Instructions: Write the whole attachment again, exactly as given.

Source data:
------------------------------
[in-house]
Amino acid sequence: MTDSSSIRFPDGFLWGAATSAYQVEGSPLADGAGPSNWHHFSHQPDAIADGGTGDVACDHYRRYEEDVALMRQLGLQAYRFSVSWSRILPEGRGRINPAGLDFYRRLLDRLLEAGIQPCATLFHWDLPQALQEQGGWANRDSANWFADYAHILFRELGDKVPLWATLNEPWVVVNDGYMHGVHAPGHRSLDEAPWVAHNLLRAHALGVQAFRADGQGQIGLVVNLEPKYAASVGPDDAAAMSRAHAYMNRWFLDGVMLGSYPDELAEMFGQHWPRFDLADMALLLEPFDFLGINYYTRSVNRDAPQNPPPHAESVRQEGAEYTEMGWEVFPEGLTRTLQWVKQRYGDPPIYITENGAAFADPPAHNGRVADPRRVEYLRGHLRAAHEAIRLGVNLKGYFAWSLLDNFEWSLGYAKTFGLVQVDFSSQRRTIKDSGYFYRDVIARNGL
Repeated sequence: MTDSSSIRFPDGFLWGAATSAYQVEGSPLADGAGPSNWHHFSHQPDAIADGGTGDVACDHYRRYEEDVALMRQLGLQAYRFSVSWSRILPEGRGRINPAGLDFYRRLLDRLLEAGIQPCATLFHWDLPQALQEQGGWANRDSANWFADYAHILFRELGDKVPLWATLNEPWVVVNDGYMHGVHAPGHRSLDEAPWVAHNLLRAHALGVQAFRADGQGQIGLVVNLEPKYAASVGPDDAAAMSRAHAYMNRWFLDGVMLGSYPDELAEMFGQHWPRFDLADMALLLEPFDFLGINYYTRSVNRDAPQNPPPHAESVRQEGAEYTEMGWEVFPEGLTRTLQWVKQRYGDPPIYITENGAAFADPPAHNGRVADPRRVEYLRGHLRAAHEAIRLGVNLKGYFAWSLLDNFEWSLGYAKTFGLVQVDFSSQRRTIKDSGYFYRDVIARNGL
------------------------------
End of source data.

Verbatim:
[in-house]
Amino acid sequence: MTDSSSIRFPDGFLWGAATSAYQVEGSPLADGAGPSNWHHFSHQPDAIADGGTGDVACDHYRRYEEDVALMRQLGLQAYRFSVSWSRILPEGRGRINPAGLDFYRRLLDRLLEAGIQPCATLFHWDLPQALQEQGGWANRDSANWFADYAHILFRELGDKVPLWATLNEPWVVVNDGYMHGVHAPGHRSLDEAPWVAHNLLRAHALGVQAFRADGQGQIGLVVNLEPKYAASVGPDDAAAMSRAHAYMNRWFLDGVMLGSYPDELAEMFGQHWPRFDLADMALLLEPFDFLGINYYTRSVNRDAPQNPPPHAESVRQEGAEYTEMGWEVFPEGLTRTLQWVKQRYGDPPIYITENGAAFADPPAHNGRVADPRRVEYLRGHLRAAHEAIRLGVNLKGYFAWSLLDNFEWSLGYAKTFGLVQVDFSSQRRTIKDSGYFYRDVIARNGL
Repeated sequence: MTDSSSIRFPDGFLWGAATSAYQVEGSPLADGAGPSNWHHFSHQPDAIADGGTGDVACDHYRRYEEDVALMRQLGLQAYRFSVSWSRILPEGRGRINPAGLDFYRRLLDRLLEAGIQPCATLFHWDLPQALQEQGGWANRDSANWFADYAHILFRELGDKVPLWATLNEPWVVVNDGYMHGVHAPGHRSLDEAPWVAHNLLRAHALGVQAFRADGQGQIGLVVNLEPKYAASVGPDDAAAMSRAHAYMNRWFLDGVMLGSYPDELAEMFGQHWPRFDLADMALLLEPFDFLGINYYTRSVNRDAPQNPPPHAESVRQEGAEYTEMGWEVFPEGLTRTLQWVKQRYGDPPIYITENGAAFADPPAHNGRVADPRRVEYLRGHLRAAHEAIRLGVNLKGYFAWSLLDNFEWSLGYAKTFGLVQVDFSSQRRTIKDSGYFYRDVIARNGL